Florence Nightingale – Often referred to as the founder of modern medicine, Florence Nightingale was responsible for looking after injured soldiers during the Crimean War. Additionally, she worked to improve conditions in military hospitals.
Her work both during and after the war has saved countless lives, and she’s considered a crucial figurehead in the medical field. Without her research and perseverance, we might not have the same invaluable data and hygiene practices that we have today.
Marie Curie – We must give thanks to Marie Curie, the Polish and naturalised-French woman who pioneered research on radioactivity. In 1903, for her research in “radiation phenomena”, Curie became the first woman to receive a Nobel Prize.
She is still fondly remembered today, especially for her discovery of radium and polonium, as well as finding treatments for cancer. This International Women’s Day, make sure your children hear about the one and only Marie Curie.
Women in Politics and Activism
Women have come a long way in UK politics. In 2022, female representation in the House of Commons reached a record high at 35 per cent. Without brave, determined women like those we’ve listed below, it’s safe to say the numbers would be nowhere near a third.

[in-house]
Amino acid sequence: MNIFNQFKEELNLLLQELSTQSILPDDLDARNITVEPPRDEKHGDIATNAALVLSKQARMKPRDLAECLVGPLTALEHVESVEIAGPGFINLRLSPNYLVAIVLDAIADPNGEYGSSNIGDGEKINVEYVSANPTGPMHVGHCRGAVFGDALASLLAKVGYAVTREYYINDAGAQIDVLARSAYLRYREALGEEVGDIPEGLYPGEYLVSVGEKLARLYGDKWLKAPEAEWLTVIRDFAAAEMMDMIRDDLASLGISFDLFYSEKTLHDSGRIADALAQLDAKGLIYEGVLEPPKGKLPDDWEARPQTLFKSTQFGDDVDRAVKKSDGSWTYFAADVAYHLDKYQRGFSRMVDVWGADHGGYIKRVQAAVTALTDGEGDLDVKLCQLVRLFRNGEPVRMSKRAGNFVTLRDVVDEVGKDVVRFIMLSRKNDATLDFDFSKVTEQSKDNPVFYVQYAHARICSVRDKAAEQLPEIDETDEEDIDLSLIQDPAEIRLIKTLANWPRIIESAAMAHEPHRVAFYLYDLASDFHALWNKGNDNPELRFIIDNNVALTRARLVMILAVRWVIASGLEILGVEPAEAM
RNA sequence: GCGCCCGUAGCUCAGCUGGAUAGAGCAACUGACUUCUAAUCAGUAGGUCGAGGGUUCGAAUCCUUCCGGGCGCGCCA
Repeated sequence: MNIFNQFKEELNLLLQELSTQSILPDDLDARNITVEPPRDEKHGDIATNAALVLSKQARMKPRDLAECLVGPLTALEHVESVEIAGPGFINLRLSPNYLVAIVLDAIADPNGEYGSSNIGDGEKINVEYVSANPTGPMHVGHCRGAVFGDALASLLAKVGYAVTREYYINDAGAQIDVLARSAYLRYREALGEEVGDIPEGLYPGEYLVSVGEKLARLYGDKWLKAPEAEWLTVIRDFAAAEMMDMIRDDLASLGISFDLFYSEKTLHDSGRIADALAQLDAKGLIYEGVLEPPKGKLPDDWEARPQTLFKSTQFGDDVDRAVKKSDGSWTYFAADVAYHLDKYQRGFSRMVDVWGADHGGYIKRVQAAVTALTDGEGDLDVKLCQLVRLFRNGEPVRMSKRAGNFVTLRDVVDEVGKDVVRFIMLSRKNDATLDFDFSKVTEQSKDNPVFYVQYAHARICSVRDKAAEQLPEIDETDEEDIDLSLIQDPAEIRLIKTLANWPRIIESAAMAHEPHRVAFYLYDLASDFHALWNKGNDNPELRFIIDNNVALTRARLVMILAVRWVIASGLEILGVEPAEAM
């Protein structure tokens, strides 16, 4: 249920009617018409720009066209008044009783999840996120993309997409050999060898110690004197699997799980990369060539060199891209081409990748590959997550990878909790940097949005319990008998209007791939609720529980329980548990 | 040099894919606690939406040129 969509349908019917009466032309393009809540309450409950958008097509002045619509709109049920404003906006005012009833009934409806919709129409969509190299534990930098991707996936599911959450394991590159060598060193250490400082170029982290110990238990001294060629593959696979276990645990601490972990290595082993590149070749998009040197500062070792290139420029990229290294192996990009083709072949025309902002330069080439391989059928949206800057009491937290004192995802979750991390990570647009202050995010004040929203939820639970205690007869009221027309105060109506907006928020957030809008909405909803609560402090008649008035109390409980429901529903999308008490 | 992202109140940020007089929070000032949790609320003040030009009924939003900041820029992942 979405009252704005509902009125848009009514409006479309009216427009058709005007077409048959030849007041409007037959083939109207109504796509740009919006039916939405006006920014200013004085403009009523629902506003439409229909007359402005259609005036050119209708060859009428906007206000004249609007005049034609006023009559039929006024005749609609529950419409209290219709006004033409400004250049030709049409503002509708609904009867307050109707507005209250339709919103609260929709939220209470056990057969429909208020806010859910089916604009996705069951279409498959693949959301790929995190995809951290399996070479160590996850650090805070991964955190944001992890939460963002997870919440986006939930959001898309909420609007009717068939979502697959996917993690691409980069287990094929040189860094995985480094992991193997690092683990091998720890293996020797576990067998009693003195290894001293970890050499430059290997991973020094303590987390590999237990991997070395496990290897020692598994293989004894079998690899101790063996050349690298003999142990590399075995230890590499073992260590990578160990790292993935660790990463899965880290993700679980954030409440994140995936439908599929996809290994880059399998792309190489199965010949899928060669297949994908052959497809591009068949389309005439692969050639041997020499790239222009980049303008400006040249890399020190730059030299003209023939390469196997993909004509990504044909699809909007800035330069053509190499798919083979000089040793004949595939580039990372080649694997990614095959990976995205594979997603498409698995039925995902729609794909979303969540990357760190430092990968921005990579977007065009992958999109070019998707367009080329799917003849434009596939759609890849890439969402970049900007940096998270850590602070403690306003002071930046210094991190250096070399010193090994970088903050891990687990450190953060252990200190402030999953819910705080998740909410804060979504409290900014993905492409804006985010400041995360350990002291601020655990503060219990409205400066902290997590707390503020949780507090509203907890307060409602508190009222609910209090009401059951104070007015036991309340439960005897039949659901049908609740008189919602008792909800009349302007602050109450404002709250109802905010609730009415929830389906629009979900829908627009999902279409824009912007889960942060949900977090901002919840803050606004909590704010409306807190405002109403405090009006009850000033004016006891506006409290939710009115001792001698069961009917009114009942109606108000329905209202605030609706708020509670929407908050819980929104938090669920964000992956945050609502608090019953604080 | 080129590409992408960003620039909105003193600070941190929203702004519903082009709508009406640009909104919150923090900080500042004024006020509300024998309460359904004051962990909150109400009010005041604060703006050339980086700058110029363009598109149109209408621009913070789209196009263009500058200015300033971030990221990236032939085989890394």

Wangari Maathai – Born in 1940, Wangari was a Kenyan environmental and political activist who dedicated her life to promoting conservation, women’s rights, and democracy. In 2004, she was the first African women to receive a Nobel Peace Prize for “her contribution to sustainable development, democracy, and peace.” She deserves to be discussed this IWD.
Malala Yousafzai – As the world’s leading advocate of inclusive education, you should take the time to tell your children about the life and work of Malala Yousafzai. In 2012, she received world-wide attention when she was shot by the Taliban in an attempted assassination. Her crime? Speaking out publicly on behalf of girls and their right to an education.
Greta Thunberg – It’d be difficult to find a young person who doesn’t already know about Greta Thunberg and her work against climate change. Maybe this will be a conversation that your children lead, and educate you about? Her activism has led to worldwide protests and contributed to helping the environment in countless ways.
“Women hold up half the sky”
This article has discussed only nine of the millions of women who have used their courage, knowledge, and talents to make a meaningful difference to society. Children need to know about the women who have made fundamental contributions to create the kind of world that they know today. Knowledge is power.
This International Women’s Day, open discussions around gender equality and stereotypes, and take the opportunity to educate your kids on influential women. Not just those listed here, but beyond that. Carry out additional research so that you become a hub of knowledge when it comes to influential women and their gift. It’s the least we, as a gender, deserve!